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Jul 20, 2000
CONTACT: Harvey Rosenfield - 310-392-0522 x
Ratepayer Revolt: Former San Diego Mayor Joins FTCR Demanding Price Freeze and Repeal of Deregulation
Legislative Leaders AgreeWith electricity prices up 240% in San Diego under deregulation, consumer advocate Harvey Rosenfield, President of the Foundation for Taxpayer and Consumer Rights, and former San Diego Mayor Maureen O'Connor called for an immediate freeze and utility rate rollback for beleaguered San Diego ratepayers and the repeal of the 1996 utility deregulation law.
California Senate President Pro Tem John Burton immediately agreed to hold hearings on repealing the legislation, with the surprising support of State Sen. Steve Peace, the architect of the deregulation plan once called a "model" for the nation.
Rosenfield said, "Deregulation of utilities was the most monumental, colossal mistake ever committed by public officials. We warned it would be a disaster and sponsored a ballot measure in 1998, Prop.9, to try to protect people from it. But the utility companies spent $50 million and Prop. 9 was defeated. San Diego is the first area to be fully deregulated, and look what has happened."
O'Connor noted the threat to the public health an safety -- hot weather has caused deaths in other states -- and said, "God forbid that something should happen to people in this city because we didn't act fast enough."
Call for State of Emergency
Ratepayers of San Diego Gas & Electric have witnessed their bills double from roughly $40 per month in May to over $100 per month in June, the first month of deregulation. The price of electricity went up 240% in that period. Meanwhile, the profits of utility and energy companies rose 200% in the second quarter, and it was noted that the president of the parent company of SDG&E got a 79% pay raise in 1998.
At a crowded downtown San Diego news conference, the advocates listed three critical actions:
At the Thursday morning news conference, O'Connor and Rosenfield announced that both Senate President Pro Tem Burton (D-San Francisco), and, surprisingly, Sen. Steve Peace (D-San Diego), were in accord with the principles. Peace was the architect of the 1996 deregulation law and, until recently, an ardent supporter of it.
1996 Legislation Led to $50 Million Ballot Battle
San Diego ratepayers are the first in California to experience the effect of deregulation, which took effect in June. It won't kick in for two more years in other parts of the state.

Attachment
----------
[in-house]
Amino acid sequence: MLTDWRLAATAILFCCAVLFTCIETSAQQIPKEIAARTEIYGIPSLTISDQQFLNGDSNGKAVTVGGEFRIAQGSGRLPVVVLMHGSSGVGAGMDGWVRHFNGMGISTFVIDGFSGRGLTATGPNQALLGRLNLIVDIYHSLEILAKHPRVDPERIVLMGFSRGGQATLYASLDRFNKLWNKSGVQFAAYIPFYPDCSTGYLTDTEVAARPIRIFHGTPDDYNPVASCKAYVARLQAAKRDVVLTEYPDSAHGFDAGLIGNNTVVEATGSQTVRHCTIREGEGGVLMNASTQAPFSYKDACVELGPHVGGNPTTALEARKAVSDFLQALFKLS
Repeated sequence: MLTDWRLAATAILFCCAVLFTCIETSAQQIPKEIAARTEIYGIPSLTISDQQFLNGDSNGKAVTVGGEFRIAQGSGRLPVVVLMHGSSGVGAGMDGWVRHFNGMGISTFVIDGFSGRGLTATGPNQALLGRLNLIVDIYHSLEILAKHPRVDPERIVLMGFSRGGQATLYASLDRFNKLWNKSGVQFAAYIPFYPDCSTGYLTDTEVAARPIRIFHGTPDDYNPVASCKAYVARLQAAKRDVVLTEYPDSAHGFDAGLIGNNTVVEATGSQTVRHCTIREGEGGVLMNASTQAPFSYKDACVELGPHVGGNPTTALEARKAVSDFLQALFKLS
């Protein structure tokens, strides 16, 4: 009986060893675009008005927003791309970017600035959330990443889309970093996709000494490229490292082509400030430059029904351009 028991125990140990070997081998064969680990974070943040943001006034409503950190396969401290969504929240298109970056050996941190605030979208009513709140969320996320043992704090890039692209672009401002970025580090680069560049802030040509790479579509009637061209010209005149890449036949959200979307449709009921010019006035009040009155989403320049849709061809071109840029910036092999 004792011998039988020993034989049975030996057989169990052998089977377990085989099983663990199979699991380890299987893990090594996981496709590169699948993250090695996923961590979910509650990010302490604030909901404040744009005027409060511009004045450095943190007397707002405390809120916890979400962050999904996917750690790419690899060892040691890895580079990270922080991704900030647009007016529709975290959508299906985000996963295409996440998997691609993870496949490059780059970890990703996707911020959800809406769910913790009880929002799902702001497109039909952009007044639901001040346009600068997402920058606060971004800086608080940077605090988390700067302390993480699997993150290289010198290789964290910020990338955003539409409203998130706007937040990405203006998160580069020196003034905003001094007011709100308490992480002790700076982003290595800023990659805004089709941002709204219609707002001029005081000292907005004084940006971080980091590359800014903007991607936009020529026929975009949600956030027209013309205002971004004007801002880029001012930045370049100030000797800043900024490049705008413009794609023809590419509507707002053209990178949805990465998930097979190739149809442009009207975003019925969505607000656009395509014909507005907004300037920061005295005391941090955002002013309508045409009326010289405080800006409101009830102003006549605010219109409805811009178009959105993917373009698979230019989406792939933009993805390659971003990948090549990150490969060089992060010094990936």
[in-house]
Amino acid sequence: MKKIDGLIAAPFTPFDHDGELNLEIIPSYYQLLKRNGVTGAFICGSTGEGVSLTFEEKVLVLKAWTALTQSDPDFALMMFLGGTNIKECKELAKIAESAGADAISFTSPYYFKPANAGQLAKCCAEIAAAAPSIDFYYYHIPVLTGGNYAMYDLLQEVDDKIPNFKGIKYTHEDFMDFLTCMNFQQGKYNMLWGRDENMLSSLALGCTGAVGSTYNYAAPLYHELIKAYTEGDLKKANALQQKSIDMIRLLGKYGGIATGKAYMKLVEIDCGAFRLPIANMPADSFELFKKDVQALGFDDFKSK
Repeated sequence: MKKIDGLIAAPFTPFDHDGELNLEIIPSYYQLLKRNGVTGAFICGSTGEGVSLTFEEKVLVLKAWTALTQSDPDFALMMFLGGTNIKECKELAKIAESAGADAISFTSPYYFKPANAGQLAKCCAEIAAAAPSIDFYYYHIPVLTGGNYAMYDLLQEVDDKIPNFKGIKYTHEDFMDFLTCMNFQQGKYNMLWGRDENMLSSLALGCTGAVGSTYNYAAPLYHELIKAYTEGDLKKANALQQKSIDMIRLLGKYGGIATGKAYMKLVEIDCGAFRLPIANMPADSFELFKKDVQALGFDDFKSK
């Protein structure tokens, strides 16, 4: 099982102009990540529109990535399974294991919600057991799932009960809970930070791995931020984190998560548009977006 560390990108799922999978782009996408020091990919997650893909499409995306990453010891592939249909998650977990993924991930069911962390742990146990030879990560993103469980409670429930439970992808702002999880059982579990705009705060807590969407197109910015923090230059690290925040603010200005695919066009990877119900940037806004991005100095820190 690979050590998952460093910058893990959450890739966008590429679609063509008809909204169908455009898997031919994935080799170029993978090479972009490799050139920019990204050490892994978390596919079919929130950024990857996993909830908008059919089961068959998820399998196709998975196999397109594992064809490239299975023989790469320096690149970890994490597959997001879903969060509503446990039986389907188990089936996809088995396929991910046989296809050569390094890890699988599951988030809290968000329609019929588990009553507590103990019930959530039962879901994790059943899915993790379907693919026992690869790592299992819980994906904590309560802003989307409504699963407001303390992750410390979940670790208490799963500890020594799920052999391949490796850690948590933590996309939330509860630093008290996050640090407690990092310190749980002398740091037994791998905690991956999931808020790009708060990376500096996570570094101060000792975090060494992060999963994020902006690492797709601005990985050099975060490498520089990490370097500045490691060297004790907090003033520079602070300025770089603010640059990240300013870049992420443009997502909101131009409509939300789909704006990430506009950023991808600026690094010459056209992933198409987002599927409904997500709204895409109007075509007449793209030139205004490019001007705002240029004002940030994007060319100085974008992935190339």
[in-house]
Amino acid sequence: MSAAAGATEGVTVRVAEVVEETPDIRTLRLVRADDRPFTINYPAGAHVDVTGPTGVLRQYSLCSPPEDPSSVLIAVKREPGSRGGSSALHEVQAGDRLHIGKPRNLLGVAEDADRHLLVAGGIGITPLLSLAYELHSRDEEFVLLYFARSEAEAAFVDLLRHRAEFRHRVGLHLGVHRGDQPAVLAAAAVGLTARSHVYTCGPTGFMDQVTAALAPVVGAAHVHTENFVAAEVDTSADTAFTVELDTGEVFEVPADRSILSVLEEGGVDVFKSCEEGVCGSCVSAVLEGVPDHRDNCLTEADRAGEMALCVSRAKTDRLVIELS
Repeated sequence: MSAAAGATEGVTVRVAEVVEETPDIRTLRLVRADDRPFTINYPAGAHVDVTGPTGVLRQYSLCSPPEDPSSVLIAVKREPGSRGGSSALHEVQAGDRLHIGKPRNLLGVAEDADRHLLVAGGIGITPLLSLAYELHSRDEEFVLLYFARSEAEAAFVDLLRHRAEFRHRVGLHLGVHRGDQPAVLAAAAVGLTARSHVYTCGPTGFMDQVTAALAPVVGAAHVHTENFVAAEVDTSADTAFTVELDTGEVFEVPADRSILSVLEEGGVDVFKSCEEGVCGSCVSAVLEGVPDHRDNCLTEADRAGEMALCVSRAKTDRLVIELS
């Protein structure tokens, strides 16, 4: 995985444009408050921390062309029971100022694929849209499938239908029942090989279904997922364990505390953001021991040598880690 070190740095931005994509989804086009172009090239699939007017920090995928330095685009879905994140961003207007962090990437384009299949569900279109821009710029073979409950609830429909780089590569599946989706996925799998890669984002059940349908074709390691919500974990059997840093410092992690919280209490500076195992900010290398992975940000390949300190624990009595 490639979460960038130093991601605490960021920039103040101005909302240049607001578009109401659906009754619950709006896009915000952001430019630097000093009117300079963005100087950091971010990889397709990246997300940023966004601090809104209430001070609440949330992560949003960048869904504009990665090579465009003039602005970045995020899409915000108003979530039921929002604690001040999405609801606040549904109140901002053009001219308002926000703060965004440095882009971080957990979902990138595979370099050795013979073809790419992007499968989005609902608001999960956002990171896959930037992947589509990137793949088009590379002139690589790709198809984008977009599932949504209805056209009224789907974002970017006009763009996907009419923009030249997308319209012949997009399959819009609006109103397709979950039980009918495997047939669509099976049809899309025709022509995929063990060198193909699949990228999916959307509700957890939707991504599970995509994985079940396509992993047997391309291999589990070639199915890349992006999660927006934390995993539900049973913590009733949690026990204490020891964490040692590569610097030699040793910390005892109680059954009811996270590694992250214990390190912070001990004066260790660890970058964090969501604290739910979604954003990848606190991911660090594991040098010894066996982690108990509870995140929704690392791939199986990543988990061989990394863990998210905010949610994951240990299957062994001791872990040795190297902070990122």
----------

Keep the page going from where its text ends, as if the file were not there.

The 1996 deregulation legislation was approved unanimously by state legislators with little understanding of its complex provisions. Under the plan, ratepayers were forced to pay higher rates for four years in order to pay off $28 billion in bad debts of the state's three utilities -- San Diego Gas & Electric, Pacific Gas & Electric and Southern California Edison -- before the free market would kick in. To disguise the bailout, legislators then imposed a 10% rate "reduction" for four years, financed by bonds ratepayers would have to repay for ten years. This plan was hailed by the utility industry as a model for the nation, and, indeed, more than twenty states have followed California.
But in 1998, four groups joined to challenge the portion of the deregulation plan that required ratepayers to pay off $28 billion in bad debts. Prop 9 would have forced the utility companies to pay their own debts and end the financing of the phony rate reduction. It was backed by Californians for Utility Taxes (CUT), a project of FTCR, TURN, a San Francisco based advocacy group, Consumers Union and Public Media Center, a non-profit communications agency that put in over $1 million to get the measure on the ballot.
Utility companies spent $50 million against the ballot measure, relying largely on TV commercials facing former consumer reporter David Horowitz, urging people to vote no because, he said, Prop. 9 would lead to "higher taxes and higher utility rates." Several environmental groups -- Natural Resources Defense Council and Environmental Defense -- also joined the utilities in supporting the bailout.
San Diegans the First Victims of "Unregulated Monopoly"
Deregulation was supposed to offer competition and lower prices. But there has been no competition for residential and small business ratepayers.
And because ratepayers paid off SDG&E's debts early, they are the first to experience the full effects of deregulation.
"San Diego used to have a regulated monopoly. We were promised deregulation would offer lower prices. Instead, we got the worst of all worlds: an unregulated monopoly," said Rosenfield.
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